By Susan Wilson
Oak Bluffs, MA, USA
Is there anything as magical as a child becoming a reader? Observing my granddaughter evolve from being a reader of picture books to seeing her sitting on the beach, deep into her chapter book, has been a rapid-paced journey of pride and gratitude. It's where I see myself most in my granddaughter, in her burgeoning love of reading. Don't misunderstand, she also loves videos, and games, and bedazzling, but it's her nose in the book that makes my heart sing. She has discovered that glorious ability to step away from reality and dive deep into fiction. Okay, I'm a fiction writer. This is nirvana for me.
I remember being that child. I'm old enough to have come up through the Dick and Jane era, and recall that visceral thrill when Mrs. Lindquist—see I remember her name!—began a new edition. She used these giant readers, big enough for the whole class to see, and she'd go through each page as the class chorused the words. Maybe it was rote learning, but it was learning to read, and in short order I was hooked on the stories of two nice little white children with a propensity for good behavior. They ran! They had a dog! See Spot run! Even more exciting, they had a friend named Susan. My name in print! To be fully honest, I was also an unabashed television watcher, as much as it was available in those thrilling days of yesteryear when a clear picture depended on the tilt of the rabbit ears: Roy Rogers, The Lone Ranger, Lassie. Not surprisingly, what I wanted to watch was anything with animals in it. But books were what entertained me best of all. One of my earliest recollections is of climbing the backstairs in our two-family house in Providence, to the apartment where my mother's Uncle Willis and his wife, Everline, lived. They were childless, having married late in life, and Aunt Everline was a kind, if quiet, aunt who would take me on her lap and read Margaret Wise Brown's magnificent Mr. Dog, the Dog Who Belonged to Himself to me over and over. I was at least as fascinated by the story of the indomitable dog as I was by her hearing aid with its flesh-colored earpiece and long cord trailing to a box she kept clipped to her belt. Nowadays we'd think she was listening to her iPod.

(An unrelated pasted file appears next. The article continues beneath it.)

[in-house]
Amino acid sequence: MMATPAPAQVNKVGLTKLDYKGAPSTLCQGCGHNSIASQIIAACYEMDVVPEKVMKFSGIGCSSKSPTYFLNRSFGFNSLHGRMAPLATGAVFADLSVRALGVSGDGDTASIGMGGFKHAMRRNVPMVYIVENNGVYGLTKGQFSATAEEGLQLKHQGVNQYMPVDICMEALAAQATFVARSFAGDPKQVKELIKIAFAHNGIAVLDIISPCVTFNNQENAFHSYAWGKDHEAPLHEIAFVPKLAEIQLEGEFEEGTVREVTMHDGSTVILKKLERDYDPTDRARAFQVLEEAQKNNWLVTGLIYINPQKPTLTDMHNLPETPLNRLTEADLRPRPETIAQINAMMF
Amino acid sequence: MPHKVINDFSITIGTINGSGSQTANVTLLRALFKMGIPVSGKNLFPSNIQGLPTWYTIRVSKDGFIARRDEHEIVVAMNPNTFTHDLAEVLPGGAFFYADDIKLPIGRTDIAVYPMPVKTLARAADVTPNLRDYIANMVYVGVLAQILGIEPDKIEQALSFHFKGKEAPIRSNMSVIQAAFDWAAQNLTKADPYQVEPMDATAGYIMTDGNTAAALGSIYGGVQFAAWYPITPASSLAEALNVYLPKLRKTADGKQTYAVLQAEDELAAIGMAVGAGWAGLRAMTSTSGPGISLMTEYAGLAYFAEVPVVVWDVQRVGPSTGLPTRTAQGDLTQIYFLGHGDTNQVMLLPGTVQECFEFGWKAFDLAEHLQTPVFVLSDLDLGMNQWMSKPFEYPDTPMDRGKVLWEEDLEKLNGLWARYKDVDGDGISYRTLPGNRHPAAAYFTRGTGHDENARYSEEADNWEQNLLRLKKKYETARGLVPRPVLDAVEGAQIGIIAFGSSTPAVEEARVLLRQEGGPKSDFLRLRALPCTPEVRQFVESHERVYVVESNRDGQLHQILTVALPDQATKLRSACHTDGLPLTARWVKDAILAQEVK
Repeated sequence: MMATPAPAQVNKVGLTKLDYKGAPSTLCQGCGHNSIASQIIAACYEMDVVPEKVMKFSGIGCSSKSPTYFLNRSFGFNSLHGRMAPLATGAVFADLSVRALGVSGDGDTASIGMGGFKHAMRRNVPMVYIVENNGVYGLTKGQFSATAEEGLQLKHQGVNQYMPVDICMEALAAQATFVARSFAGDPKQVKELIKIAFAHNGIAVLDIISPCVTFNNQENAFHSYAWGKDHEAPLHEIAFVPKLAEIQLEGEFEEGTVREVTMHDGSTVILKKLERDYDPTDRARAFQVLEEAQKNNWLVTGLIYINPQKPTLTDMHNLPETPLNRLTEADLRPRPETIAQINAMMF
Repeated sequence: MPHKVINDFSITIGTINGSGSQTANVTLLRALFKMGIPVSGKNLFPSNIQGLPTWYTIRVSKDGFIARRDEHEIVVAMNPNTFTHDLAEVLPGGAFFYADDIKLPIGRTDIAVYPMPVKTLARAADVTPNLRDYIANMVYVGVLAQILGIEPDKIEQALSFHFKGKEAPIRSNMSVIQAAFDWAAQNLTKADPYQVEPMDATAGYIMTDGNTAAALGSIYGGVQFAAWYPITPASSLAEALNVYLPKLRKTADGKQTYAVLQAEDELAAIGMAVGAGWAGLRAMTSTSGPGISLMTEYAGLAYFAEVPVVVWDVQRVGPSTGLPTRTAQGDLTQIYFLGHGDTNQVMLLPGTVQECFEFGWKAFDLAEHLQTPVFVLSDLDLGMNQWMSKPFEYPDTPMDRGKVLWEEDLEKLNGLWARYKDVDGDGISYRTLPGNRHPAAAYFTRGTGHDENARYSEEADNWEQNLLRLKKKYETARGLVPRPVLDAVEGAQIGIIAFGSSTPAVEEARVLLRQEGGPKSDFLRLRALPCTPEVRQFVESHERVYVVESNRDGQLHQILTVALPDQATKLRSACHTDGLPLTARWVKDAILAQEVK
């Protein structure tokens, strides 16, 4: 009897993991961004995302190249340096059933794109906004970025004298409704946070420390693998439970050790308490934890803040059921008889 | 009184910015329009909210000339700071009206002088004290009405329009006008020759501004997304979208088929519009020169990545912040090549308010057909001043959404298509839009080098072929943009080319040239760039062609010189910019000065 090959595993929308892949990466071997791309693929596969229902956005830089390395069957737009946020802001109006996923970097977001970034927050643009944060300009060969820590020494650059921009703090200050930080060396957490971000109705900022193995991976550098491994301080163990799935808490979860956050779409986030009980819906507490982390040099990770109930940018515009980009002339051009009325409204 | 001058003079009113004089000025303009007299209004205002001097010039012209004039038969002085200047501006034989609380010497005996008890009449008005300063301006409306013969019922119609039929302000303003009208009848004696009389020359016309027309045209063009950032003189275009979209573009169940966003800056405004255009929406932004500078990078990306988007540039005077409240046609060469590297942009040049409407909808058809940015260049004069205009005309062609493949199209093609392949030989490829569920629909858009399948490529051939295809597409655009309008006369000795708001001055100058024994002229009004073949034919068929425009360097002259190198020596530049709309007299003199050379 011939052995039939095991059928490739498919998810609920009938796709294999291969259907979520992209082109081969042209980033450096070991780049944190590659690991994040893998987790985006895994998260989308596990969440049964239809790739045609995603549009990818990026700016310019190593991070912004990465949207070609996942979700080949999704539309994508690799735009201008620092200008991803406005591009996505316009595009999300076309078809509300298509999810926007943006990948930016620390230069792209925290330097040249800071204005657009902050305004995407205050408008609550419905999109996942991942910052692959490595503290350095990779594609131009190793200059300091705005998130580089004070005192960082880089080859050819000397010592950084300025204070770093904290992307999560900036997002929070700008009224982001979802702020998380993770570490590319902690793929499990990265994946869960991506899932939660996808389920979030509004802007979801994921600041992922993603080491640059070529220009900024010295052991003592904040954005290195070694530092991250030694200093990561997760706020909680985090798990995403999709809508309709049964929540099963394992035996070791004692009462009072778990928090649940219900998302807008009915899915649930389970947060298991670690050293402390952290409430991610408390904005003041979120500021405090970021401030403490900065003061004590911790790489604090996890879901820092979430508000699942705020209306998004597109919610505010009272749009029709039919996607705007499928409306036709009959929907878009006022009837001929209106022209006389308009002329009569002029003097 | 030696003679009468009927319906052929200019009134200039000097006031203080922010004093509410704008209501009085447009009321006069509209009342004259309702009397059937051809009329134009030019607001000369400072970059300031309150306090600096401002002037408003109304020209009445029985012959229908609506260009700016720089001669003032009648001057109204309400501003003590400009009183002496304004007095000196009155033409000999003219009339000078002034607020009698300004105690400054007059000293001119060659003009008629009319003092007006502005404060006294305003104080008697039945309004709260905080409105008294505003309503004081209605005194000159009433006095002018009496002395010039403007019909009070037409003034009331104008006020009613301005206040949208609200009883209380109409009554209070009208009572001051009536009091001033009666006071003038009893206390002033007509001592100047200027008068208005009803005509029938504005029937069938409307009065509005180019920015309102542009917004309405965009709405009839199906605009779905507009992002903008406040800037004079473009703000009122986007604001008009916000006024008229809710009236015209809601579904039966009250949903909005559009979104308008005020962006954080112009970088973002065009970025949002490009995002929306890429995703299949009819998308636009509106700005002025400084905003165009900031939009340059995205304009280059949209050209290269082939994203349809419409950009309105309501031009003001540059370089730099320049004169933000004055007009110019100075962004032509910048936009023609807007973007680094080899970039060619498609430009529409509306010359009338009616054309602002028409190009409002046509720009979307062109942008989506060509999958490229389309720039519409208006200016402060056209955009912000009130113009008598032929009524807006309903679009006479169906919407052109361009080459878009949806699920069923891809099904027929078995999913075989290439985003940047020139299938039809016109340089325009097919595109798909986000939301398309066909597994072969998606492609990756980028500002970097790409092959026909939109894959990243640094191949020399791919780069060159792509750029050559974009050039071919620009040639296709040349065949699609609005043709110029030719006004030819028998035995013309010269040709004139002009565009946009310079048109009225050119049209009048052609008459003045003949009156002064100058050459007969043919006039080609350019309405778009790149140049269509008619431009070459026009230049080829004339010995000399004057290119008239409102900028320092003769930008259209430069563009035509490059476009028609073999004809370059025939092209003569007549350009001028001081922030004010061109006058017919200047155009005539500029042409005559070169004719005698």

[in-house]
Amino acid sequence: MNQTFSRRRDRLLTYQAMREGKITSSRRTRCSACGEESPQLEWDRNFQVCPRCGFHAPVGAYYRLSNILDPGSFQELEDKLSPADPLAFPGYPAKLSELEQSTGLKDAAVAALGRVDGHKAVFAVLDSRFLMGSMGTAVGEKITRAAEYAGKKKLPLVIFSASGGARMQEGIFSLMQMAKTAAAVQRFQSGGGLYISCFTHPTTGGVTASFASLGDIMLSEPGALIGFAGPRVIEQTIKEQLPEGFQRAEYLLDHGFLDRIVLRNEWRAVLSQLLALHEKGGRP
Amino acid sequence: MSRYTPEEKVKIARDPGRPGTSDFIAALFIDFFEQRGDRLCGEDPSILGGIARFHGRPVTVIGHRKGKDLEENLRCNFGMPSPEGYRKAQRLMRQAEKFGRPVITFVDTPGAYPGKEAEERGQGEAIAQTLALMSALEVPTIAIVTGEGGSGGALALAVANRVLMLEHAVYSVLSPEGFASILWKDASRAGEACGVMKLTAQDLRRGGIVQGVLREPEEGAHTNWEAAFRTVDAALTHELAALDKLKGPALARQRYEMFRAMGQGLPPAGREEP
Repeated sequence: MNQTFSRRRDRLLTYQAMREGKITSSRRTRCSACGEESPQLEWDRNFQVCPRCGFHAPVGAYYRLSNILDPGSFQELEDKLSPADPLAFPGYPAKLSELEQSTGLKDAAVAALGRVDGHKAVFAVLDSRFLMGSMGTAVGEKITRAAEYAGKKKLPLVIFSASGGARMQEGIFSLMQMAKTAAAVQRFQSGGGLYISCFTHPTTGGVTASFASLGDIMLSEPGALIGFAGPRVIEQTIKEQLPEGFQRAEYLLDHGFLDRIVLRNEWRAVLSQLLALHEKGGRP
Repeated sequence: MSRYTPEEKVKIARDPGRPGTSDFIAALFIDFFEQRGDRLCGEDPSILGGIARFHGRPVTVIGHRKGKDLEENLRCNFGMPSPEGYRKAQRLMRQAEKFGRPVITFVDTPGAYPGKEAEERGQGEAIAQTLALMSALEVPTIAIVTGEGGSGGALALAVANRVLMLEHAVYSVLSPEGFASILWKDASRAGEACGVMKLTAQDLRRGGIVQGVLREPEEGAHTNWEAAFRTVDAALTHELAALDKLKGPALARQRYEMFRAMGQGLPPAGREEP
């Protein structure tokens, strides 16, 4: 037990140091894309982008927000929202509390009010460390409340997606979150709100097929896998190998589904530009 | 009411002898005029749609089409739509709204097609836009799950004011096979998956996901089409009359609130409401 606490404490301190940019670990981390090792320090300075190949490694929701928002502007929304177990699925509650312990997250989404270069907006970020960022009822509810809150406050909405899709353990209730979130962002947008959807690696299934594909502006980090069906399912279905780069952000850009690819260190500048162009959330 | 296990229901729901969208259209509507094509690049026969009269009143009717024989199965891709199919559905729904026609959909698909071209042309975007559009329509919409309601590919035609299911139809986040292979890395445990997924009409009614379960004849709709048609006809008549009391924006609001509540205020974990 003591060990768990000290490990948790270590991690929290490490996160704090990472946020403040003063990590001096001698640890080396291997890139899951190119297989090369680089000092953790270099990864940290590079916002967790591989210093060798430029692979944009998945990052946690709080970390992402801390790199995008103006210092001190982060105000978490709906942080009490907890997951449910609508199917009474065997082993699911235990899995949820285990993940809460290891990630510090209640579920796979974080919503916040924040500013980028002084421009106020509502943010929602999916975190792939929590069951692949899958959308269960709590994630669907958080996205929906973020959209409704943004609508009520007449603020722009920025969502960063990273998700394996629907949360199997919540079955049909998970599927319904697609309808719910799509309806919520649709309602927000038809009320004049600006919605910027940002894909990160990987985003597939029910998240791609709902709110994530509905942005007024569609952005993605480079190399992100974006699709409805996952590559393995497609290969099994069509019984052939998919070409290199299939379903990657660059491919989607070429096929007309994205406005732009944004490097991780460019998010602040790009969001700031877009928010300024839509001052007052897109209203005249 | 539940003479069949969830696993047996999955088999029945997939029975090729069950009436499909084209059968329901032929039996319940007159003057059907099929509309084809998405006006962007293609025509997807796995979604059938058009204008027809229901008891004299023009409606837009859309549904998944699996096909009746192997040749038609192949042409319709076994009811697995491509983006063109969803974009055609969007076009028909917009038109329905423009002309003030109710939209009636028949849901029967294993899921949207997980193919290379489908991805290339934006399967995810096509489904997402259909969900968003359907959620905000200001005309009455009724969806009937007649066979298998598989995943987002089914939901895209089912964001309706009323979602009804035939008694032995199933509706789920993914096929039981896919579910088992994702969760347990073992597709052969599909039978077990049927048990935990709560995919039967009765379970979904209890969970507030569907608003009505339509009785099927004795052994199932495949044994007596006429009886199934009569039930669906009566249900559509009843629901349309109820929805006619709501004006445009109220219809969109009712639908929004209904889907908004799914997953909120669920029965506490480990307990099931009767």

Little Golden Books were my gateway to literature. Fairy tales and animal stories, cautionary tales and sheer nonsense. I loved them all. From Little Golden Books, to chapter books, to the best gift my mother ever gave me, Collier's The Young Folks' Shelf of Books. This was back in the day when competing supermarkets would offer things like dinnerware or encyclopedias, each edition of which could be collected weekly if the shopper's expenditures qualified for the cut-rate price. So it was with the Collier's. This eight-volume set formed the basis of my independent education and to this day I think I know something because I read it in "Myths and Legends," or "Stories of Boys and Girls," or "Poetry from Around the World." My favorite, naturally, was Volume 7, "The Animal Book." Filled with the best writers of the time—Steinbeck, Kipling, Anna Sewell, and the redoubtable Margaret Wise Brown—I read pretty much all the classics in child-sized portions.